How authenticity and pragmatism battle over adaptive reuse
After our discussion of Gregory Donofrio’s article, “Preservation by Adaptation: Is It Sustainable?”, the following thoughts came to me.
It is difficult for some preservationists, and architects for that matter, to come to the realization that buildings do not last forever, nor are they supposed to. They fall out of use, because there is no longer a demand for them or because they no longer have the capacity for usefulness due to decay. To be sure, some buildings try to live forever, and are quite successful at it. They gain social value which eventually becomes heritage value. [In class we discussed food trucks bearing social value but not heritage value, i.e. the past made useful. (Would a food truck have heritage value if George Washington had been a patron there?)] Indeed, preservationists take it upon themselves to combat this natural process of decay. The (physical) past can either remain useful in the present, or we work at finding or creating a use for the (physical) past in the present. This second option is often a case for adaptive reuse.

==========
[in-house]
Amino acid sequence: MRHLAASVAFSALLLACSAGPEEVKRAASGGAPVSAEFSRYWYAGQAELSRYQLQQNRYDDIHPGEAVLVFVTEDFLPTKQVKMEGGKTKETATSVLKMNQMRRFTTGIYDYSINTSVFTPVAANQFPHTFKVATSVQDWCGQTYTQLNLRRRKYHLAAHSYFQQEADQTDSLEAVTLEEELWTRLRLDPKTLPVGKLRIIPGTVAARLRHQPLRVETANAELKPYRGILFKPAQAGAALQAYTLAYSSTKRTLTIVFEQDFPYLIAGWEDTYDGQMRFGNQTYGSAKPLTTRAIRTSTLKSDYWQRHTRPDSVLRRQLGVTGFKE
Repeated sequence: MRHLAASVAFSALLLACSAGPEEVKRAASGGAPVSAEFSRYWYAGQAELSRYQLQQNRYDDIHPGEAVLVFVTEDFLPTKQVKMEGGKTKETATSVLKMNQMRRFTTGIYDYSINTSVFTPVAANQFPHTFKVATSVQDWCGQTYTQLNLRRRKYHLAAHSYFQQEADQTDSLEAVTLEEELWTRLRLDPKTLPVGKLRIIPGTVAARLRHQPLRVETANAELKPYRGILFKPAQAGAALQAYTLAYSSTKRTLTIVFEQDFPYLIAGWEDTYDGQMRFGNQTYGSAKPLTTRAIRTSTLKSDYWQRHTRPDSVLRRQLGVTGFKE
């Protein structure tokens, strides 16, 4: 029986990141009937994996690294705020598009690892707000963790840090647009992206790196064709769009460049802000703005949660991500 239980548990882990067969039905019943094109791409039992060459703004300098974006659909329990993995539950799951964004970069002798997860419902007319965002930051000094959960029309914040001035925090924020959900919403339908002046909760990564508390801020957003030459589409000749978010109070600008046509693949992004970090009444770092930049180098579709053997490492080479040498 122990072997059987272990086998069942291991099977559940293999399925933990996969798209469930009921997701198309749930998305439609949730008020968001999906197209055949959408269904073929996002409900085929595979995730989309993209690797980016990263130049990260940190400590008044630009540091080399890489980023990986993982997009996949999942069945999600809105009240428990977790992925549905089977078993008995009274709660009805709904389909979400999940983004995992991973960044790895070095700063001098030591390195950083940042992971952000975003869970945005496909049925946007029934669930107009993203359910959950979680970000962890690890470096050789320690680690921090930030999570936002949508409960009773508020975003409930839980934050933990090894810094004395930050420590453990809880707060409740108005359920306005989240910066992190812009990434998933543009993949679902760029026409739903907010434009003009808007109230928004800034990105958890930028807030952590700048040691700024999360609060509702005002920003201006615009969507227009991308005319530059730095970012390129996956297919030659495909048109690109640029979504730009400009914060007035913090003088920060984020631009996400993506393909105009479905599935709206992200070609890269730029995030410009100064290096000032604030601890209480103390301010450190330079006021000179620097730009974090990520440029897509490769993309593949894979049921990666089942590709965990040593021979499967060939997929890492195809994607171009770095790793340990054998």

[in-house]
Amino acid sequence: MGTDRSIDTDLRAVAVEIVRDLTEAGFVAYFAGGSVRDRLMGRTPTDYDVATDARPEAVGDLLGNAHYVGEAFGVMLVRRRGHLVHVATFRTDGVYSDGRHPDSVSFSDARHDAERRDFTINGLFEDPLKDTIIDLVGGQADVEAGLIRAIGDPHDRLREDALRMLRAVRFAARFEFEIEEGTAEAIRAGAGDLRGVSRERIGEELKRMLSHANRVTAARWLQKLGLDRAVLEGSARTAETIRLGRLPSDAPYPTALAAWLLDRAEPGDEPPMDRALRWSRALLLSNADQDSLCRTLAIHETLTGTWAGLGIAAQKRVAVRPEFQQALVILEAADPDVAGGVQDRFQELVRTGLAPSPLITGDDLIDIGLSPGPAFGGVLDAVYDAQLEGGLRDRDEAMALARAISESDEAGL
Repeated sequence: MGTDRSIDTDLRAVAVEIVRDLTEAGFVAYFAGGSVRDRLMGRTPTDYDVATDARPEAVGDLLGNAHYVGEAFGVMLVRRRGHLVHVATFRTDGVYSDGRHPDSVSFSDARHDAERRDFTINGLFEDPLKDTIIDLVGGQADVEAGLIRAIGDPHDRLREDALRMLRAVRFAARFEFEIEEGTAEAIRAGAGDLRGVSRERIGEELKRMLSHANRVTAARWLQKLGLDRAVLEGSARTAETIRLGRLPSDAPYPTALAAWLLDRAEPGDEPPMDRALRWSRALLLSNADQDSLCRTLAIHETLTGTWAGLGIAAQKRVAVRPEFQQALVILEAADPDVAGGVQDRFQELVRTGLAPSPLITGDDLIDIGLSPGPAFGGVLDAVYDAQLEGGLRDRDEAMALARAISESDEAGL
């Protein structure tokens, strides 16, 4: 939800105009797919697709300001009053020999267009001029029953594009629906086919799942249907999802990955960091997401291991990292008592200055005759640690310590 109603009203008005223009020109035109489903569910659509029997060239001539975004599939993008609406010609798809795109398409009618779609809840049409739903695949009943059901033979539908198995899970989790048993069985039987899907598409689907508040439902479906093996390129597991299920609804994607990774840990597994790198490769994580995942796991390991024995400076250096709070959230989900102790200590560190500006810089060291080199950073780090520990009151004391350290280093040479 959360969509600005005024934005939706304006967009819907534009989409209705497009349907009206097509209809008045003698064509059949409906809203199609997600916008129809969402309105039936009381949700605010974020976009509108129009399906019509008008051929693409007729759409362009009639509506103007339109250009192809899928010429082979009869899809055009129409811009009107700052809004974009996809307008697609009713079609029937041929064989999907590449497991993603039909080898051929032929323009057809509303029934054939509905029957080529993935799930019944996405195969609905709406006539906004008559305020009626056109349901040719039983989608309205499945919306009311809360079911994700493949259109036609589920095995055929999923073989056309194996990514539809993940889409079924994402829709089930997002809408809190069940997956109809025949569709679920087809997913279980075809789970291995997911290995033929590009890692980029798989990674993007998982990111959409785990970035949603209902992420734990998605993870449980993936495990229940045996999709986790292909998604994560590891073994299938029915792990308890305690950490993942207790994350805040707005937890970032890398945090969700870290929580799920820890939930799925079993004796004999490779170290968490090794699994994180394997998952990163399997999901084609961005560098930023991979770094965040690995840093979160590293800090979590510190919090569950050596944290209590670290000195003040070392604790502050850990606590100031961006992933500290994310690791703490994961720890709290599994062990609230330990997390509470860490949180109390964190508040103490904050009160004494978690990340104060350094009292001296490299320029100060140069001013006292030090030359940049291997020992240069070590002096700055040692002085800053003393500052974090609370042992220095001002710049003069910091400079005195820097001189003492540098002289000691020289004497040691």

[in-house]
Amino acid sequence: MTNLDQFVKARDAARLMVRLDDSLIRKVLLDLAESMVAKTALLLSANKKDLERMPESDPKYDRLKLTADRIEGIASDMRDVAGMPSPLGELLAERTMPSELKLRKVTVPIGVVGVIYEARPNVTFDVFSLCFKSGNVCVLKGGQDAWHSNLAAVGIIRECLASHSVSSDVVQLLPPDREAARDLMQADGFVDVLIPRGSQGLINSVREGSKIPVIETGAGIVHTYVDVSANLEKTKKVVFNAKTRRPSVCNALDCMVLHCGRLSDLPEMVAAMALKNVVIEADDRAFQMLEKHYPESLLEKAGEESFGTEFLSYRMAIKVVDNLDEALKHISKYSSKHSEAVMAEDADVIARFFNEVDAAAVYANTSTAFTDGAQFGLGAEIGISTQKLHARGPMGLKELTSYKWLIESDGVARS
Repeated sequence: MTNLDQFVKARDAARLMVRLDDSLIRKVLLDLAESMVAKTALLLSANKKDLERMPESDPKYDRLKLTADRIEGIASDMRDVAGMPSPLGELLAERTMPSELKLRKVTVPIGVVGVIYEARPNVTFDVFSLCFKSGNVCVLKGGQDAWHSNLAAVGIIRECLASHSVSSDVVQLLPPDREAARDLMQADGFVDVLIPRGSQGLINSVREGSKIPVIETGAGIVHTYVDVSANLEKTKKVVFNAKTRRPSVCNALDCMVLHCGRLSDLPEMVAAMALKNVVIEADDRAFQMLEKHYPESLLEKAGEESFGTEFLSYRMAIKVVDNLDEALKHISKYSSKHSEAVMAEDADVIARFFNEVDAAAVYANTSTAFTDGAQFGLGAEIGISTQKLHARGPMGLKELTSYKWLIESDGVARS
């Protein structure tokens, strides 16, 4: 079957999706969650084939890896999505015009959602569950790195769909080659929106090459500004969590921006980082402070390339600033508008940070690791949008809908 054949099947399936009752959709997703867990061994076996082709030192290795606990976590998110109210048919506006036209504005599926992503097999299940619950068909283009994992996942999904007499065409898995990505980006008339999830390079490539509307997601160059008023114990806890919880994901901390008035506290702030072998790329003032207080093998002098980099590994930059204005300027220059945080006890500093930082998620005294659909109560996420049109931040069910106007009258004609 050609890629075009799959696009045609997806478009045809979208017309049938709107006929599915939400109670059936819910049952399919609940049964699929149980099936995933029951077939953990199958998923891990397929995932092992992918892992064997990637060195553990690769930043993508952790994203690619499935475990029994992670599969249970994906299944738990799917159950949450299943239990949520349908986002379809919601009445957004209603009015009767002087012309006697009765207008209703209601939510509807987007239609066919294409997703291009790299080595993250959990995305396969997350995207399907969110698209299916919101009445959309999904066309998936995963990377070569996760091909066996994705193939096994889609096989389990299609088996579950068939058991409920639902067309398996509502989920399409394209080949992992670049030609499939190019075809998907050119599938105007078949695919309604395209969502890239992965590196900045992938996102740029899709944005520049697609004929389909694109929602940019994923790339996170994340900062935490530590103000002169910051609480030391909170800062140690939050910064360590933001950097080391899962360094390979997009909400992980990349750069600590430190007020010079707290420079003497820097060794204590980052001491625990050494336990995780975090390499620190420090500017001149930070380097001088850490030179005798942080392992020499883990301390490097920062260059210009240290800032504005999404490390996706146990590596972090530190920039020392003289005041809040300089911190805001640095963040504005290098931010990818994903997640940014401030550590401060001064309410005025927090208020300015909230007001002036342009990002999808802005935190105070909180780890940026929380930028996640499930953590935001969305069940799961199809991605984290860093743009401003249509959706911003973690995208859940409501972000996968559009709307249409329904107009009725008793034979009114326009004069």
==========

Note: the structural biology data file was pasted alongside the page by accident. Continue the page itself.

Is deciding on adaptive reuse an act of giving in, selling out, or simply failing at preserving? Are we doing a disservice to the existing fabric by diverging from authenticity, or are we actually benefiting the existing fabric? When an old fire station is converted into a unique loft apartment, something is lost, i.e. a fire station, and something is gained, i.e. an awesome apartment with fireman sliding poles to get downstairs to breakfast in the morning.